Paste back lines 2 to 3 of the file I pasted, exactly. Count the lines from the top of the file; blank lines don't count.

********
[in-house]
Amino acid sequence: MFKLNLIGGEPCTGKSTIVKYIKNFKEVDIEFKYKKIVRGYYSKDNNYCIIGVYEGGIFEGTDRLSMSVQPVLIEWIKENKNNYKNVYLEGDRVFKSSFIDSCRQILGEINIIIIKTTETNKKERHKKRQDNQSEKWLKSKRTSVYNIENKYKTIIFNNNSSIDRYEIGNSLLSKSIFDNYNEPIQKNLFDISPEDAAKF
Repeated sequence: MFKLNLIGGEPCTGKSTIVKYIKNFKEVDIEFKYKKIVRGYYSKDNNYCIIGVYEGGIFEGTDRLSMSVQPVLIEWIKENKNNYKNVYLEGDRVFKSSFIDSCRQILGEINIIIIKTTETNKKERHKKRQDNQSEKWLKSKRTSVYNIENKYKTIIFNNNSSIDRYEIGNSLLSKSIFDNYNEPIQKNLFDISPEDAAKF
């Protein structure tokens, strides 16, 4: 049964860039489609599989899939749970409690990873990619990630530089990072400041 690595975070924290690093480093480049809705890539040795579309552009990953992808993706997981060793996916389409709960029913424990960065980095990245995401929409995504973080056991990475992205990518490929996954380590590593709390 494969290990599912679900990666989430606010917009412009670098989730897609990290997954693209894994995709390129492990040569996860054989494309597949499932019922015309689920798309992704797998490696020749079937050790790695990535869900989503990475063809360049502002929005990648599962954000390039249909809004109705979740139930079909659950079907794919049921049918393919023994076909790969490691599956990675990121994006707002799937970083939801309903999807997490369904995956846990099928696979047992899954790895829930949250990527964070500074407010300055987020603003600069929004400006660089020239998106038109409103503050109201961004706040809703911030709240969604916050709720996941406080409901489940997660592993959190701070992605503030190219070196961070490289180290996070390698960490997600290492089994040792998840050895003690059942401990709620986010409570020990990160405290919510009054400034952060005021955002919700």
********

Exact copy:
Amino acid sequence: MFKLNLIGGEPCTGKSTIVKYIKNFKEVDIEFKYKKIVRGYYSKDNNYCIIGVYEGGIFEGTDRLSMSVQPVLIEWIKENKNNYKNVYLEGDRVFKSSFIDSCRQILGEINIIIIKTTETNKKERHKKRQDNQSEKWLKSKRTSVYNIENKYKTIIFNNNSSIDRYEIGNSLLSKSIFDNYNEPIQKNLFDISPEDAAKF
Repeated sequence: MFKLNLIGGEPCTGKSTIVKYIKNFKEVDIEFKYKKIVRGYYSKDNNYCIIGVYEGGIFEGTDRLSMSVQPVLIEWIKENKNNYKNVYLEGDRVFKSSFIDSCRQILGEINIIIIKTTETNKKERHKKRQDNQSEKWLKSKRTSVYNIENKYKTIIFNNNSSIDRYEIGNSLLSKSIFDNYNEPIQKNLFDISPEDAAKF